“Has NIMBYism led to paralysis that threatens to turn the city into a museum?" he continued. "How can affordability stay marbled into the urban neighborhoods that Jacobs knew the wealthy, in droves, would begin to value? Those are some of the trickier questions raised in the juxtaposition of Jacobs and Moses that are left open to discussion.”

Gentrification the solution?

One Jacobs solution in 1961 was essentially gentrification, though not (she hoped) gentrification that priced people out. If “the demand for lively and diversified city areas is too great for the supply,” she wrote, then the supply must be increased.

That especially made sense when there were neighborhoods with good housing stock within a brief commute from the city center. At some point, after decades of what Jacobs termed “unslumming,” they can’t all be equal. The lively and diversified neighborhood of Bay Ridge may be more affordable and thus Jacobsian than Brooklyn Heights these days, but it’s much closer to the periphery.

Jacobs’s solution made more sense when New York was not growing but shrinking. However, the city, with its limited supply of land to build, today experiences numerous pressures on housing. Among the phenomena she didn't have to confront: well-heeled Wall Streeters buying more space for their families, recent college grads willing to install fake walls in a one-bedroom, wealthy foreigners buying second homes made cheap by the exchange rate, and impoverished immigrants willing to suffer fire code violations for a shot at a better life.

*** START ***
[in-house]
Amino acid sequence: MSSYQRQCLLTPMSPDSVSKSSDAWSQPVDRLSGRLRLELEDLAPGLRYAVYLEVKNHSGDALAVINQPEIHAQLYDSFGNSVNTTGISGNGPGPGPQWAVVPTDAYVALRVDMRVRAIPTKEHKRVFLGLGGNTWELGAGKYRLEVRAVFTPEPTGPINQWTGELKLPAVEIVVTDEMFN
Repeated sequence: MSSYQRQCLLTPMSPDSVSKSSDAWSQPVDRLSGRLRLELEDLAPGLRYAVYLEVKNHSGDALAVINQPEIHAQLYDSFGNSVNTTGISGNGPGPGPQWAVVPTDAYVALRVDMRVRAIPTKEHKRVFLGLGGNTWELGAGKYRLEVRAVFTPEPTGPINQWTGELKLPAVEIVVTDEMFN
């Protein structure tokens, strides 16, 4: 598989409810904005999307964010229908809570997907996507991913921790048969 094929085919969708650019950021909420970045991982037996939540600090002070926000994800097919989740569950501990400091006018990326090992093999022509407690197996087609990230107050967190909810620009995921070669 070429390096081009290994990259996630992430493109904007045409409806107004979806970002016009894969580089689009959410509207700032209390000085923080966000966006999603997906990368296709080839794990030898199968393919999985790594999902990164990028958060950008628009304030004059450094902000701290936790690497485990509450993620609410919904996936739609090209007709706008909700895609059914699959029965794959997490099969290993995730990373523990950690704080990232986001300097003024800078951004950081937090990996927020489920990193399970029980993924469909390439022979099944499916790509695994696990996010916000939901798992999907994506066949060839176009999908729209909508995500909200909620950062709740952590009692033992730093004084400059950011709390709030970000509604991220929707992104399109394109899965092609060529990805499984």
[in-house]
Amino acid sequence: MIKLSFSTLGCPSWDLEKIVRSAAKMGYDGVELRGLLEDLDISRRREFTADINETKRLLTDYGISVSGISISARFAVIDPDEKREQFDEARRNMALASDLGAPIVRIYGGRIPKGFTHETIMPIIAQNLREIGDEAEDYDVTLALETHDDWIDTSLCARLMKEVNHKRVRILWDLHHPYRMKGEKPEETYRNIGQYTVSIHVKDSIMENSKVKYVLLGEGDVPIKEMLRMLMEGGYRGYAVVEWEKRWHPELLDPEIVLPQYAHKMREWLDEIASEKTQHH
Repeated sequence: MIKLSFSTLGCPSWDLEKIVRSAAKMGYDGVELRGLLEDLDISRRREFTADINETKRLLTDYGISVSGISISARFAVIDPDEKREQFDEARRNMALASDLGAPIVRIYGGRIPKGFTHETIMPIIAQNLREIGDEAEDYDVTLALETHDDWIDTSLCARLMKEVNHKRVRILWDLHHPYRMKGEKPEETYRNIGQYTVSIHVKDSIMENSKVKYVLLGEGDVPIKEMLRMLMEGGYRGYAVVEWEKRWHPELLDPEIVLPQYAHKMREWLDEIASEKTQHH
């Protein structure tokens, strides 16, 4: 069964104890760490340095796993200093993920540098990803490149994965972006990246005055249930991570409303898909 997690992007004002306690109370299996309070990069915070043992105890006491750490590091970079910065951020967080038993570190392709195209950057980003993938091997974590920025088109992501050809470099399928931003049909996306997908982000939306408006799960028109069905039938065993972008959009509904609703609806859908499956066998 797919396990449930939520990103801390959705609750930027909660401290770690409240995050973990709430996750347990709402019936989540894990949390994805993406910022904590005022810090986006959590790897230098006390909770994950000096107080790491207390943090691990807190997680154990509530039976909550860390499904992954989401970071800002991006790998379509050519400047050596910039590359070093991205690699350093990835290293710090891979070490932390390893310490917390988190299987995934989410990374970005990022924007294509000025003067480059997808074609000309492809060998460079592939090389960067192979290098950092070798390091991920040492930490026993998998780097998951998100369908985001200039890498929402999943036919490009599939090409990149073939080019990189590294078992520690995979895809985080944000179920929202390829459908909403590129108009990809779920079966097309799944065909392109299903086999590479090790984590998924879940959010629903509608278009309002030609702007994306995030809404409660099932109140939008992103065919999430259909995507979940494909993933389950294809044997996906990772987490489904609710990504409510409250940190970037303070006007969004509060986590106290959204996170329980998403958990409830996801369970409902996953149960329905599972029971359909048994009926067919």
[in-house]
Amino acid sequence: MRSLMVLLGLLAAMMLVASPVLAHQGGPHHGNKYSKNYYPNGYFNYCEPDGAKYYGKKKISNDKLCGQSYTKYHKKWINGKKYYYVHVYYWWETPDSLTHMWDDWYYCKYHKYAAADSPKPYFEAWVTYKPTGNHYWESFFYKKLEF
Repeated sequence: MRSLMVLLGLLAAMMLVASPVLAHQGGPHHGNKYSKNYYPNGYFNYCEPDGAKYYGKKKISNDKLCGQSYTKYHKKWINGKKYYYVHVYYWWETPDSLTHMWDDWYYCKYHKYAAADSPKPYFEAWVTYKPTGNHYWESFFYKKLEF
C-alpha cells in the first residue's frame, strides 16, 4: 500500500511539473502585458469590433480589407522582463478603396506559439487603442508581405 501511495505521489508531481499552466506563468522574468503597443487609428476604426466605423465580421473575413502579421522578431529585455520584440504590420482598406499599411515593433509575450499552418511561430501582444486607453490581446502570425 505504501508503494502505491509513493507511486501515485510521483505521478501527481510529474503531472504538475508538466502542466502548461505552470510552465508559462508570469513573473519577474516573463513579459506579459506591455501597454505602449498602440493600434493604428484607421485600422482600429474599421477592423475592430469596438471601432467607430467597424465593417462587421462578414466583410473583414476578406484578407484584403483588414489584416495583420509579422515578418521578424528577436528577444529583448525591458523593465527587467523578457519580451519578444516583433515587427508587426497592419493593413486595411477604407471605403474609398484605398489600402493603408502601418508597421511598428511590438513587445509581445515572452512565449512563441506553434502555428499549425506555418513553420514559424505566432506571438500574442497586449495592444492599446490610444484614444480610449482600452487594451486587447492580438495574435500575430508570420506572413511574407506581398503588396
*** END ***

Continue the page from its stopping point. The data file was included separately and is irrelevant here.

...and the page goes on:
[See comments posted below by Benjamin Hemric, and my response.]

(Photo from New York Times slideshow.)

As for housing the poor, the solution, Jacobs wrote with her libertarian bent, was not building projects but supporting rents--essentially a blueprint for the Section 8 program federal housing officials ultimately adopted. But Section 8 at this point seems inadequate, with too few vouchers available for those who seek them, and the increasing unwillingness of landlords, seeing more opportunity in the open rental market, to accept vouchers.

So a full reassessment of Jacobs must deal more with how and whether her principles address the current realities. That’s worth more discussion. (Scroll to the end for a few examples.)

A democrat, if not a prophet

A reconsideration of Jacobs—less the exhibit than some essays in the accessible but challenging companion book of essays, Block By Block, as well as other commentary about her—reminds us that her observations are principles rather than prescription, and that she was hardly infallible. For example, in that 1993 Foreword to her book, Jacobs described London’s “grandiose but bankrupt Canary Wharf project set in isolation.” That was then, but Canary Wharf has since recovered, and grown, a sign to many of London’s capacity to plan for growth.